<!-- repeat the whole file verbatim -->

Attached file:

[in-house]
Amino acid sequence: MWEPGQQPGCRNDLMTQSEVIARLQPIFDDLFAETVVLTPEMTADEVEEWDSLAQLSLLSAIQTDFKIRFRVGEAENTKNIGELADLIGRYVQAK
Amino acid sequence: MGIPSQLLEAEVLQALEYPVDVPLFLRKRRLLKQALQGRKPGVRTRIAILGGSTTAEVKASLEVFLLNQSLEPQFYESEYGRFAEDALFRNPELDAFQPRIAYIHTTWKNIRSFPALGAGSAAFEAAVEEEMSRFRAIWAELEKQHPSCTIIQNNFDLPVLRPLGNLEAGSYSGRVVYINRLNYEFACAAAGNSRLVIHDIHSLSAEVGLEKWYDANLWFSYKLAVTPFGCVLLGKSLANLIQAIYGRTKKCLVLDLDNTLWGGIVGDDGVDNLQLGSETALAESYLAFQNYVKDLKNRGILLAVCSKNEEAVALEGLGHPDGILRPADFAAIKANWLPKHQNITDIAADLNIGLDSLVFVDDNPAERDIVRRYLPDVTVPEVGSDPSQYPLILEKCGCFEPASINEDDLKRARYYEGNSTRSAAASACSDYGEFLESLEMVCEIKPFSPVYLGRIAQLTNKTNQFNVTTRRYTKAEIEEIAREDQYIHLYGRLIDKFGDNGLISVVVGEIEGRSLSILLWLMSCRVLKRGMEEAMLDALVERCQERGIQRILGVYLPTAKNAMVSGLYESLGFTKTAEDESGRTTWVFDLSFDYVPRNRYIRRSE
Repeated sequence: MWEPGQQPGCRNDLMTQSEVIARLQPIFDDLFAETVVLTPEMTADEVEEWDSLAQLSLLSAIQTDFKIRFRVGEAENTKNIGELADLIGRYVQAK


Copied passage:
[in-house]
Amino acid sequence: MWEPGQQPGCRNDLMTQSEVIARLQPIFDDLFAETVVLTPEMTADEVEEWDSLAQLSLLSAIQTDFKIRFRVGEAENTKNIGELADLIGRYVQAK
Amino acid sequence: MGIPSQLLEAEVLQALEYPVDVPLFLRKRRLLKQALQGRKPGVRTRIAILGGSTTAEVKASLEVFLLNQSLEPQFYESEYGRFAEDALFRNPELDAFQPRIAYIHTTWKNIRSFPALGAGSAAFEAAVEEEMSRFRAIWAELEKQHPSCTIIQNNFDLPVLRPLGNLEAGSYSGRVVYINRLNYEFACAAAGNSRLVIHDIHSLSAEVGLEKWYDANLWFSYKLAVTPFGCVLLGKSLANLIQAIYGRTKKCLVLDLDNTLWGGIVGDDGVDNLQLGSETALAESYLAFQNYVKDLKNRGILLAVCSKNEEAVALEGLGHPDGILRPADFAAIKANWLPKHQNITDIAADLNIGLDSLVFVDDNPAERDIVRRYLPDVTVPEVGSDPSQYPLILEKCGCFEPASINEDDLKRARYYEGNSTRSAAASACSDYGEFLESLEMVCEIKPFSPVYLGRIAQLTNKTNQFNVTTRRYTKAEIEEIAREDQYIHLYGRLIDKFGDNGLISVVVGEIEGRSLSILLWLMSCRVLKRGMEEAMLDALVERCQERGIQRILGVYLPTAKNAMVSGLYESLGFTKTAEDESGRTTWVFDLSFDYVPRNRYIRRSE
Repeated sequence: MWEPGQQPGCRNDLMTQSEVIARLQPIFDDLFAETVVLTPEMTADEVEEWDSLAQLSLLSAIQTDFKIRFRVGEAENTKNIGELADLIGRYVQAK